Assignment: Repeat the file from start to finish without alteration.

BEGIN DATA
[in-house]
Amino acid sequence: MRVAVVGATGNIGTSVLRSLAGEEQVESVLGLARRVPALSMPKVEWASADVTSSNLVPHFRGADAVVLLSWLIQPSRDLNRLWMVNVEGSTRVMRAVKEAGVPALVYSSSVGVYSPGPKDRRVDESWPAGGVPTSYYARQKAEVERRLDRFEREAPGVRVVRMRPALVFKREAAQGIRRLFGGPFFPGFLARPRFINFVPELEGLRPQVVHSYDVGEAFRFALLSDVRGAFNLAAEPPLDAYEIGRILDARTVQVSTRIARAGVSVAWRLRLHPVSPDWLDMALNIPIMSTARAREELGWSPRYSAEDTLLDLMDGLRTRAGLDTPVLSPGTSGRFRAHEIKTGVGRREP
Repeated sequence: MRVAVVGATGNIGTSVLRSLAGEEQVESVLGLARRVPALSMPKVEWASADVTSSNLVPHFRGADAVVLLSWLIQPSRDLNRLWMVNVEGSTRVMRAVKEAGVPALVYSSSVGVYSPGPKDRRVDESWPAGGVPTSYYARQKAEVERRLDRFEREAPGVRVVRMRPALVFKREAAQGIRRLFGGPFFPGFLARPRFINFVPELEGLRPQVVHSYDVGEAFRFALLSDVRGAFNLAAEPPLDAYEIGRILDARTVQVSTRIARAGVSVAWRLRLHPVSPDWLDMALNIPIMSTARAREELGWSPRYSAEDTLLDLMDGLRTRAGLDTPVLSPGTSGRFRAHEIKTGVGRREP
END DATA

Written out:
[in-house]
Amino acid sequence: MRVAVVGATGNIGTSVLRSLAGEEQVESVLGLARRVPALSMPKVEWASADVTSSNLVPHFRGADAVVLLSWLIQPSRDLNRLWMVNVEGSTRVMRAVKEAGVPALVYSSSVGVYSPGPKDRRVDESWPAGGVPTSYYARQKAEVERRLDRFEREAPGVRVVRMRPALVFKREAAQGIRRLFGGPFFPGFLARPRFINFVPELEGLRPQVVHSYDVGEAFRFALLSDVRGAFNLAAEPPLDAYEIGRILDARTVQVSTRIARAGVSVAWRLRLHPVSPDWLDMALNIPIMSTARAREELGWSPRYSAEDTLLDLMDGLRTRAGLDTPVLSPGTSGRFRAHEIKTGVGRREP
Repeated sequence: MRVAVVGATGNIGTSVLRSLAGEEQVESVLGLARRVPALSMPKVEWASADVTSSNLVPHFRGADAVVLLSWLIQPSRDLNRLWMVNVEGSTRVMRAVKEAGVPALVYSSSVGVYSPGPKDRRVDESWPAGGVPTSYYARQKAEVERRLDRFEREAPGVRVVRMRPALVFKREAAQGIRRLFGGPFFPGFLARPRFINFVPELEGLRPQVVHSYDVGEAFRFALLSDVRGAFNLAAEPPLDAYEIGRILDARTVQVSTRIARAGVSVAWRLRLHPVSPDWLDMALNIPIMSTARAREELGWSPRYSAEDTLLDLMDGLRTRAGLDTPVLSPGTSGRFRAHEIKTGVGRREP